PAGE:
Written by Quinton Counts

Super Fun Show, with Learning

I'd like ya'll to meet my home boy Adam Strauss. He's from Berlin. Not like the country Berlin, but Berlin, Vermont. Yea he's my boss at Pushcart Coffee, which is dope for plentyof reason (I'll get into that though). This is where I'm going to talk about Adam and his passion for music and espresso. So anyone who knows me, know that I ask mad questions and love finding out that people are artists on the low.

Adam trained me to be a barista, but he's also the guy who also goes to the countries to meet the farmers and even looks at the beans to buy for the shop. They're really involved. But apprently, this guy had a previous life of being a badass sound engineer working for big names in the industry, and is now the co-producer of a cool show with his girl friend.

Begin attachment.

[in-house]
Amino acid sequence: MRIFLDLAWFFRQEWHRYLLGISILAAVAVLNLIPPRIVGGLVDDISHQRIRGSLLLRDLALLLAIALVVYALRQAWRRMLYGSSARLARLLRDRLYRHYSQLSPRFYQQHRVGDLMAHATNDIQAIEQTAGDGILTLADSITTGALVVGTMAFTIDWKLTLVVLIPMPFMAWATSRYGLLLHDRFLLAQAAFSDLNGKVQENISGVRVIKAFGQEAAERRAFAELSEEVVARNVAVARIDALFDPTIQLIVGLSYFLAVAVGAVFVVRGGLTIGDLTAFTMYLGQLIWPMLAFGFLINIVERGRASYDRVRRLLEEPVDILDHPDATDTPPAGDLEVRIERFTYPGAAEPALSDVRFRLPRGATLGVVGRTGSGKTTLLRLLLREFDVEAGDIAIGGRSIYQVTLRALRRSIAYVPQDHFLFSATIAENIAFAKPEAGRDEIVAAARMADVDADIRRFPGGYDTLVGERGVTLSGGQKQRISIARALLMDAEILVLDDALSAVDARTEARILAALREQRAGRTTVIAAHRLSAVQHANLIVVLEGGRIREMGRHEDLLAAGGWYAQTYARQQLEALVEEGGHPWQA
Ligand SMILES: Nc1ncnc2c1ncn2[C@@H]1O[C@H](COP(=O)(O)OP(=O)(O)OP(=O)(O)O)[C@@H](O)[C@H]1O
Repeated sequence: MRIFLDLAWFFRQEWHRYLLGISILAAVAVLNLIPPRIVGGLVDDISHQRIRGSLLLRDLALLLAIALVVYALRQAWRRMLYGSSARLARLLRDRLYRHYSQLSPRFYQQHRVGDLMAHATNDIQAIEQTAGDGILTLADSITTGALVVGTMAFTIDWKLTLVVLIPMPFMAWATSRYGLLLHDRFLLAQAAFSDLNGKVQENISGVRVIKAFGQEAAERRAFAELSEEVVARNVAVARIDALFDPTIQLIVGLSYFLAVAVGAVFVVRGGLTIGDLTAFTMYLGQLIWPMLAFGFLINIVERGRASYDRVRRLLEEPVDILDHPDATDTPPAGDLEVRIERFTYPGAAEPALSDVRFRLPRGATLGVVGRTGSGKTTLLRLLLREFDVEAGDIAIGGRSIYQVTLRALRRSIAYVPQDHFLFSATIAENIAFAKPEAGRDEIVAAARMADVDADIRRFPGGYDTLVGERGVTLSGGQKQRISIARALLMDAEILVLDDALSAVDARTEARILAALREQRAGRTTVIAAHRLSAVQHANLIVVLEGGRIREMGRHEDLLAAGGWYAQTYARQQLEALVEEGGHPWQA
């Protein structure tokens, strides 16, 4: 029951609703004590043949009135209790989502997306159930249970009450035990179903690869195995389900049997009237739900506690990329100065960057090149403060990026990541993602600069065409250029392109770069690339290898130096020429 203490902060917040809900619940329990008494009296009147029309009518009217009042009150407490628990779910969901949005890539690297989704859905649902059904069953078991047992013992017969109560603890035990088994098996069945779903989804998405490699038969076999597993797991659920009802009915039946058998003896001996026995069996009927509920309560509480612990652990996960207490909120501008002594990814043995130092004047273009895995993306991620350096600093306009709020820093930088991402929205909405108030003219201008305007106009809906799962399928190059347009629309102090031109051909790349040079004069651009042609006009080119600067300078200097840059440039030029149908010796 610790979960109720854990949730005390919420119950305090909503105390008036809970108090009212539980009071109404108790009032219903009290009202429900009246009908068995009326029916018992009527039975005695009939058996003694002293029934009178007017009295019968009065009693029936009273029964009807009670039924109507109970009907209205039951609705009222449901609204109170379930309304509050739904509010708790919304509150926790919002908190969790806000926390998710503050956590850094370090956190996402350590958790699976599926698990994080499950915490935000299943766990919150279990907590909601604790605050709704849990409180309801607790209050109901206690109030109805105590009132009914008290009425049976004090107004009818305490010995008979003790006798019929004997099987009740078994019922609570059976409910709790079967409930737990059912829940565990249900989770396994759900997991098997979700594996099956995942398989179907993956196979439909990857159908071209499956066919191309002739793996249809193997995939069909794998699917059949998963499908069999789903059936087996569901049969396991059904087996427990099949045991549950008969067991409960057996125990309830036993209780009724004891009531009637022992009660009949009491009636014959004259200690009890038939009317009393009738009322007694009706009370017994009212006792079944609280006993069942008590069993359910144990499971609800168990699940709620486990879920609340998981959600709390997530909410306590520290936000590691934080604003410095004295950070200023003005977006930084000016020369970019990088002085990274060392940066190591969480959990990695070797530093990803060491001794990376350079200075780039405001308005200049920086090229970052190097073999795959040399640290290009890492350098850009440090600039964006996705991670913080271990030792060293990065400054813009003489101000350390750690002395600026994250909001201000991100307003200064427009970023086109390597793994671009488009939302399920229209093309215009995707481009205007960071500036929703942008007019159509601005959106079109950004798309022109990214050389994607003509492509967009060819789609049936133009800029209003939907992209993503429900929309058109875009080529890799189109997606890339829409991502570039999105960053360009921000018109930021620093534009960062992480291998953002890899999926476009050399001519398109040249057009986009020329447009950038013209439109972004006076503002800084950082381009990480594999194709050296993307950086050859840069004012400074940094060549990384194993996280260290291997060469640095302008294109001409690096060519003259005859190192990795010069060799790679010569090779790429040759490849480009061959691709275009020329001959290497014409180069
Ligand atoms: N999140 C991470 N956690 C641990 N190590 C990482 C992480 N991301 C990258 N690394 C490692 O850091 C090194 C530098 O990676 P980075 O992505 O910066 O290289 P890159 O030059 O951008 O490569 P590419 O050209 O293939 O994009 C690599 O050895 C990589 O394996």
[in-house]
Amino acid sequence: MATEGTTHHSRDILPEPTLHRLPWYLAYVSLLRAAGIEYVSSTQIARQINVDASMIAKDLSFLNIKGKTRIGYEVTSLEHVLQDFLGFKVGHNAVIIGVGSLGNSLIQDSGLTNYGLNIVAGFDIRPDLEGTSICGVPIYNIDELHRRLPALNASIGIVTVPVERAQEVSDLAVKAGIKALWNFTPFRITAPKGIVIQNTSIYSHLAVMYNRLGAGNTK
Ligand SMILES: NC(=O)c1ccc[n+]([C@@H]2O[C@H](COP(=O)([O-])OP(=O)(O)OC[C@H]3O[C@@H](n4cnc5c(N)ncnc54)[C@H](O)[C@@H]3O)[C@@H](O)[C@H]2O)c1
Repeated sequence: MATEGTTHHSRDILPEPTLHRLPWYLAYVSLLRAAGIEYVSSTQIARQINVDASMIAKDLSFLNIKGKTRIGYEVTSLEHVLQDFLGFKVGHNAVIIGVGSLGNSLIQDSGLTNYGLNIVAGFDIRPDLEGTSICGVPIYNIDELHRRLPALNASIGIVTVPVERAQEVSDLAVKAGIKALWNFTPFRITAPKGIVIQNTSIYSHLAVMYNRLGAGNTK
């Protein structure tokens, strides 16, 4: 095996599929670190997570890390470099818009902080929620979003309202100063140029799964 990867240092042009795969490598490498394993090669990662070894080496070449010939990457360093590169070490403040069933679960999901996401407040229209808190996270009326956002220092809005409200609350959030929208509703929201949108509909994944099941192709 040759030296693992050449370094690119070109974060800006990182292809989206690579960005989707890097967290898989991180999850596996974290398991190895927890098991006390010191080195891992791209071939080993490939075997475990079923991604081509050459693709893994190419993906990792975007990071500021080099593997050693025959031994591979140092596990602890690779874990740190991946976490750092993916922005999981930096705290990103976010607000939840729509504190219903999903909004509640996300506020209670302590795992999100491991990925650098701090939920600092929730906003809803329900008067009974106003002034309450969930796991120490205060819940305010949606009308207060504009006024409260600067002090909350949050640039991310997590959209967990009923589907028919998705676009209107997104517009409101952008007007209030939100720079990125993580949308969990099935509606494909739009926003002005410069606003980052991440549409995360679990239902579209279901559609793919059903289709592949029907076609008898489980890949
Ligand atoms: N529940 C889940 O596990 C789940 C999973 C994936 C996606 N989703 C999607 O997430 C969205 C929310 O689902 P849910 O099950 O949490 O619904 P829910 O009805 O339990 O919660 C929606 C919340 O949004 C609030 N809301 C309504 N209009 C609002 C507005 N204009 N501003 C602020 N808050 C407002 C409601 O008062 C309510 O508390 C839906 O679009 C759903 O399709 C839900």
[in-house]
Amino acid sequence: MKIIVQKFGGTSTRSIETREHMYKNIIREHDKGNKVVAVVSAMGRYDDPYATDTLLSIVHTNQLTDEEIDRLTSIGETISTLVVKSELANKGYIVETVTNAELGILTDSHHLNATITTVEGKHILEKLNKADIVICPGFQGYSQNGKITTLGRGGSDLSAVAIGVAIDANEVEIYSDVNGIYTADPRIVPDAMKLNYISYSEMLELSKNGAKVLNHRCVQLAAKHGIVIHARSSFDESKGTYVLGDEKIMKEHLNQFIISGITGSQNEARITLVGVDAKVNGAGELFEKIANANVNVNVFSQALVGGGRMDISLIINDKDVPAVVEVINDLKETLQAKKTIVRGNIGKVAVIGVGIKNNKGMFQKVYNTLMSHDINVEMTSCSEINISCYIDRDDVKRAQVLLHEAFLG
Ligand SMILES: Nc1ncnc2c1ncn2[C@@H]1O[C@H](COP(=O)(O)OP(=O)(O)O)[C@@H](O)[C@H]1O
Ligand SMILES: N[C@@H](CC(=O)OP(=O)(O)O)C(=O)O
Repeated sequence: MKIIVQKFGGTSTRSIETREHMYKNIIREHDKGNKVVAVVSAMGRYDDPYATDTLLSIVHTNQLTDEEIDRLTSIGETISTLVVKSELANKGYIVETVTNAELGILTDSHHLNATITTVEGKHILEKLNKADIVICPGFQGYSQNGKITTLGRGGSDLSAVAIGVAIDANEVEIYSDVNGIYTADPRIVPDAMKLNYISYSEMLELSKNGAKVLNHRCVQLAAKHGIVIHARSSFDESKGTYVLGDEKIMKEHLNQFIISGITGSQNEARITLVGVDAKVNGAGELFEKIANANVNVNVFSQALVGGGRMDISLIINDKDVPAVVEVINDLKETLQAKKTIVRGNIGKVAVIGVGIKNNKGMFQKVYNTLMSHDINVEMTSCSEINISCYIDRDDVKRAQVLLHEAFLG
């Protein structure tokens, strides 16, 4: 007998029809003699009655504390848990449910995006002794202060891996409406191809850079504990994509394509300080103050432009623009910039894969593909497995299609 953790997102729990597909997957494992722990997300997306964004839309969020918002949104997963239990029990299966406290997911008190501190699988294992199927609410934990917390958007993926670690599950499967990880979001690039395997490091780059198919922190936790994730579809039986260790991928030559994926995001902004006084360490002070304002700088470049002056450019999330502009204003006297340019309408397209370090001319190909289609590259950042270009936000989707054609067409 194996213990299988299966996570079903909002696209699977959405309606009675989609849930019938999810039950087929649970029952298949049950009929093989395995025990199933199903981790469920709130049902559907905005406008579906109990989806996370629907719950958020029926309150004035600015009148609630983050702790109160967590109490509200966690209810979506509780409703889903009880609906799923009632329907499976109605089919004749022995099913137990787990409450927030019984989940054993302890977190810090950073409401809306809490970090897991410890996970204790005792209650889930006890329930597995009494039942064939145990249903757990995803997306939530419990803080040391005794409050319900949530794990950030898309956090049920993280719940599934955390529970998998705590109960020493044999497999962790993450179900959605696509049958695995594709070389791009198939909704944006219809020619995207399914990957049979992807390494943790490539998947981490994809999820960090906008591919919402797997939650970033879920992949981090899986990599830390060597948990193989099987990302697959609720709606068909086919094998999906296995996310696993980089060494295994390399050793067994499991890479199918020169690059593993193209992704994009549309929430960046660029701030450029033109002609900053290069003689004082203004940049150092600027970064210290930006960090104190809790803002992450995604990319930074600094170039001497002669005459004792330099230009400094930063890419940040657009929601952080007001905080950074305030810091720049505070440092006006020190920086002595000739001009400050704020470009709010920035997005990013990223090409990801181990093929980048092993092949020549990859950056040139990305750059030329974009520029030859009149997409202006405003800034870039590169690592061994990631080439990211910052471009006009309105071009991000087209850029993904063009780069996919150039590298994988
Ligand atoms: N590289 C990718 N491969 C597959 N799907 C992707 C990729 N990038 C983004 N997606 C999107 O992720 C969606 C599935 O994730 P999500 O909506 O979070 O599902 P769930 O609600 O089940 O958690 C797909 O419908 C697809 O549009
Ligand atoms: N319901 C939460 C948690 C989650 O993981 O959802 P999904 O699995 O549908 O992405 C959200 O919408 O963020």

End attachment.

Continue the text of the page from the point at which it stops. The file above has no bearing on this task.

Let me tell you why you need to know about this show. I mean, the guys story and philosophy is worth knowing already, but what they do with the show is sort of an adult Sesame Street (imagine a sort of a Robot Chicken show that teaches you important stuff like how to apply for food stamps (now called SNAP). He does a lot of the sound mixing right on the set as they get footage, and it's a mix of using actors in front f a green screen, CGI-ish stuff, and animation. 

This particular show, for example, is about how TV kind of takes over your brain in a way and influences your decision making. This is even though most of us like to act macho and thing we somehow can defy anatomy and that we're above that process happening. It's happening, bro. Anyway, this particular series is about main character, who teams up with one of the neurons in her brain to ask other neurons for instructions on how to go about getting food. The bad news is that each of these neurons were hi-jacked by data from the TV, so the only advice she gets is in the form of TV scenarios from shows she's watched. Like, the neuron would tell her to take over some kingdom. The plots would be all jumped together too,  mixing familiar shows together in a hilarious way. I'm sure my description isn't as epic, so just watch the shit.